Iowa State student leaders address legislators, say higher ed funding needs to be prioritized


Photo courtesy of Student Government

Student Government Senior Director of Governmental Affairs Kody Olson and Vice President Cody Smith address legislators about higher education funding on Feb. 19, 2018.

Alex Connor

Iowa State Student Government representatives voiced concerns at the statehouse Monday, asking legislators to make higher education a priority. 

“We are asking for your support of higher education in our state; it is an investment in the future we want for generations to come, it is an investment in Iowa,” Vice President Cody Smith said. 

Smith, as well as Senior Director of Governmental Relations Kody Olson, spoke out against the proposed budget cuts in front of the appropriations committee. 

“Regrettably, public higher education in Iowa is ensnared in a dangerous and unsustainable cycle,” Smith said. “The Legislature cuts funding, forcing the university to propose tuition increases to the Board of Regents, which will, inevitably and by no fault of their own, place this immense burden on the backs of students and their families.”

Announced in early January, Iowa State has the potential of facing midyear cuts, in addition to lagging state funding in recent years.

Currently, Gov. Kim Reynolds is recommending a midyear reduction of $5.1 million to Iowa Board of Regents budget. The House and Senate, who shape the legislation that ultimately decides the budget, is proposing a $8.1 million and $14.1 million reduction, respectively.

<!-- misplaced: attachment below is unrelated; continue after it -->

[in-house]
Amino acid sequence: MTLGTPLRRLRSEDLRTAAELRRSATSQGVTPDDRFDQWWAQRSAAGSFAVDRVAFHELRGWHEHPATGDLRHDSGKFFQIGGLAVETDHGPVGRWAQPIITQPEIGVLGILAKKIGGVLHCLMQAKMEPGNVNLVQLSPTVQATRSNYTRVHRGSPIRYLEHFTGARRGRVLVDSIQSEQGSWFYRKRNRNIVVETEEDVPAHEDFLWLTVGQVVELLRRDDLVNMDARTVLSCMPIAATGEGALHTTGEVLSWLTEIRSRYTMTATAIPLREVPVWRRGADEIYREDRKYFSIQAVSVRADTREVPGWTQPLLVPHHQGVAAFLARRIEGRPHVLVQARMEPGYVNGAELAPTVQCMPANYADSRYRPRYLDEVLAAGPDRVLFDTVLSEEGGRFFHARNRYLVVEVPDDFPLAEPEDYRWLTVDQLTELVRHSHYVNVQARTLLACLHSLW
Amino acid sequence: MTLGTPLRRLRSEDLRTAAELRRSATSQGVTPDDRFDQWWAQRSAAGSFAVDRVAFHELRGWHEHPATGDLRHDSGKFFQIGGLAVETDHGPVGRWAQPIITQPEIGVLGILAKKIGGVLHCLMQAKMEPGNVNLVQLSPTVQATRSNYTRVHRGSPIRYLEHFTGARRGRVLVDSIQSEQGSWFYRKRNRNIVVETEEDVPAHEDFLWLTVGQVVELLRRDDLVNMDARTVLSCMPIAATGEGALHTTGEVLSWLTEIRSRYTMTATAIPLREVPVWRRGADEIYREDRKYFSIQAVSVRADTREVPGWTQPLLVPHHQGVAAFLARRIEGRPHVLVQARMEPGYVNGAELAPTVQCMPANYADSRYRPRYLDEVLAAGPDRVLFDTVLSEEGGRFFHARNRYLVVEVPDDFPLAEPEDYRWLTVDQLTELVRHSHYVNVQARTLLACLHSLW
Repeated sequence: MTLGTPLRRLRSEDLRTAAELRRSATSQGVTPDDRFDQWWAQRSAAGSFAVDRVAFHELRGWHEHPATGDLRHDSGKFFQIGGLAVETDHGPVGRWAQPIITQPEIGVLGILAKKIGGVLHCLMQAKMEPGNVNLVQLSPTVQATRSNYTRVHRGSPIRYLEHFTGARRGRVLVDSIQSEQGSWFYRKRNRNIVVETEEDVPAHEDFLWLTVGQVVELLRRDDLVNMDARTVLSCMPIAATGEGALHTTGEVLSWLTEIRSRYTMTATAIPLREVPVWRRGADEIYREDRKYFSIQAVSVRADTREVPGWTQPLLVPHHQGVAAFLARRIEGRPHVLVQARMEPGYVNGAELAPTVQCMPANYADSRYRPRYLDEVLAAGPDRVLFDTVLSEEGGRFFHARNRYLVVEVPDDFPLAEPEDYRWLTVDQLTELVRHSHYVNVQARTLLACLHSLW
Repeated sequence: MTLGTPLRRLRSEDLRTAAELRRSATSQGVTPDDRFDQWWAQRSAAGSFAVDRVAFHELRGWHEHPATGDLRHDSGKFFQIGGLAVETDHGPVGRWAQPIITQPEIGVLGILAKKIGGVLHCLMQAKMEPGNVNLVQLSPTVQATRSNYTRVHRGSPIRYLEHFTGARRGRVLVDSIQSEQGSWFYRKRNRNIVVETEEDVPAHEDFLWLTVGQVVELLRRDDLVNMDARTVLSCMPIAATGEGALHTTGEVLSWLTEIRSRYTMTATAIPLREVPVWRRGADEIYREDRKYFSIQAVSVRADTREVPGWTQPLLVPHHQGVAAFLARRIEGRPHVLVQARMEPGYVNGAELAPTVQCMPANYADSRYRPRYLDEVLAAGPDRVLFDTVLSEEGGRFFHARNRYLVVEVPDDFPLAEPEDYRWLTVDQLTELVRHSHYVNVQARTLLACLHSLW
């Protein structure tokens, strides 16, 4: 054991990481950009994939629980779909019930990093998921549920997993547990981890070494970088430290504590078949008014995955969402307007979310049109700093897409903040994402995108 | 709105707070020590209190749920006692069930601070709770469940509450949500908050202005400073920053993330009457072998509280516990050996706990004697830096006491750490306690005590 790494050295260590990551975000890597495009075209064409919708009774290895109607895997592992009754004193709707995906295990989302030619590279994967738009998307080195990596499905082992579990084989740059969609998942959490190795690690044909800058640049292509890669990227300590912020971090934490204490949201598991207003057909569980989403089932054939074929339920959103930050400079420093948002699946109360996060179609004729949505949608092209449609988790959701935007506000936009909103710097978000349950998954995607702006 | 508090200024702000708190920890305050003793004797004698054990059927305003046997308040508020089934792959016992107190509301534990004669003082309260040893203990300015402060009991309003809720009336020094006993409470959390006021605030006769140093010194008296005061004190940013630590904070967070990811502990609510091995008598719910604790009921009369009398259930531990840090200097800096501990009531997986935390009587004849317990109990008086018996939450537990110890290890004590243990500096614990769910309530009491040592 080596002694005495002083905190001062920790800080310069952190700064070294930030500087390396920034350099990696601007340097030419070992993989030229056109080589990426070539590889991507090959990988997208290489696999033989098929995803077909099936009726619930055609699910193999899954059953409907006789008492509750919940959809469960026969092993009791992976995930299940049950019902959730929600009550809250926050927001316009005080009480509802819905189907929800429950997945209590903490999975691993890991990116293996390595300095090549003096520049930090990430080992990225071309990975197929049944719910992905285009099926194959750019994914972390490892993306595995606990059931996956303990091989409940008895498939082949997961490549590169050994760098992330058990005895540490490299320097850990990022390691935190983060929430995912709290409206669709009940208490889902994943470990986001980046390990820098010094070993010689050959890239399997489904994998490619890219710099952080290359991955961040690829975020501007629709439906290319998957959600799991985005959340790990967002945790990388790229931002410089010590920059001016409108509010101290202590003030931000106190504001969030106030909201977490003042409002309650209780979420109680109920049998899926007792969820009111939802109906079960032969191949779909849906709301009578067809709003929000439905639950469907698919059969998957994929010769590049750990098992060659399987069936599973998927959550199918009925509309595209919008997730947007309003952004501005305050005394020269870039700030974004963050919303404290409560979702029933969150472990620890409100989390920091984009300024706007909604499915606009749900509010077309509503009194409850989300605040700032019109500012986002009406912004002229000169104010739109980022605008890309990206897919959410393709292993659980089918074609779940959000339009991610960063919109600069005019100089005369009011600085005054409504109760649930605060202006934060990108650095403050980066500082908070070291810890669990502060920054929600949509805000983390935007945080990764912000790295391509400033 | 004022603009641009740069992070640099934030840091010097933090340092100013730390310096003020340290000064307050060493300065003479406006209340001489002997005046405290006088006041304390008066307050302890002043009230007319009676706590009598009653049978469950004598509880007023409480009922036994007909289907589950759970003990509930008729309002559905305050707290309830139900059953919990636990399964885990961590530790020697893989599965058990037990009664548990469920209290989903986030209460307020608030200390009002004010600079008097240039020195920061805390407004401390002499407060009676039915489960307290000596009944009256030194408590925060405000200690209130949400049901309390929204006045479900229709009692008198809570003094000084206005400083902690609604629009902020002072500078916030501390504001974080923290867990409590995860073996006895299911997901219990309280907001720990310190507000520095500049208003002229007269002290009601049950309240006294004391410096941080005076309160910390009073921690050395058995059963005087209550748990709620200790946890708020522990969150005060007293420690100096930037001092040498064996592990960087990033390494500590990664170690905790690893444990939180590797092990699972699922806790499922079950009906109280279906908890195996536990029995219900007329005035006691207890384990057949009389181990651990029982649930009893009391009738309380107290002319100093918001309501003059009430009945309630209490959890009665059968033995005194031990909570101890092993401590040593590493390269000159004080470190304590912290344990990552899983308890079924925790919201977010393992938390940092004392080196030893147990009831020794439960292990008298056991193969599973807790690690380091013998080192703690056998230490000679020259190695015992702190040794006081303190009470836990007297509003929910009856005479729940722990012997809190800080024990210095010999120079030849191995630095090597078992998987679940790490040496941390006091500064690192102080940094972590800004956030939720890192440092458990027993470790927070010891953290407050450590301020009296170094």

Olson said if cuts like these are implemented, which are later followed by tuition increase — there could be generational impacts.

“Looking back, I don’t know that I would’ve made it if school had cost even a few more hundred dollars,” he said. 

Olson continued “I had a sick feeling in my stomach when the Iowa Senate announced $14.5 million in appropriations to the regent universities.”

On Friday, Student Government released a petition asking the statehouse “invest in us.” As of Monday night, it had 387 signatures.

“It seems to me that our state has reached a critical turning point when it comes to public higher education,” Smith said. 

In a plea to the legislators, Olson said in a prepared statement he is worried his sister may not be able to be an Iowa State student if tuition continues to increase.

“But can she afford to be a Cyclone? We grew up below the poverty line and I had to pave my own way through college,” he said. “I was fortunate to receive scholarships and financial aid from state and federal programs.

“Even so, there was never a semester without worrying about having enough money to pay my housing bill or get the books I needed for school.”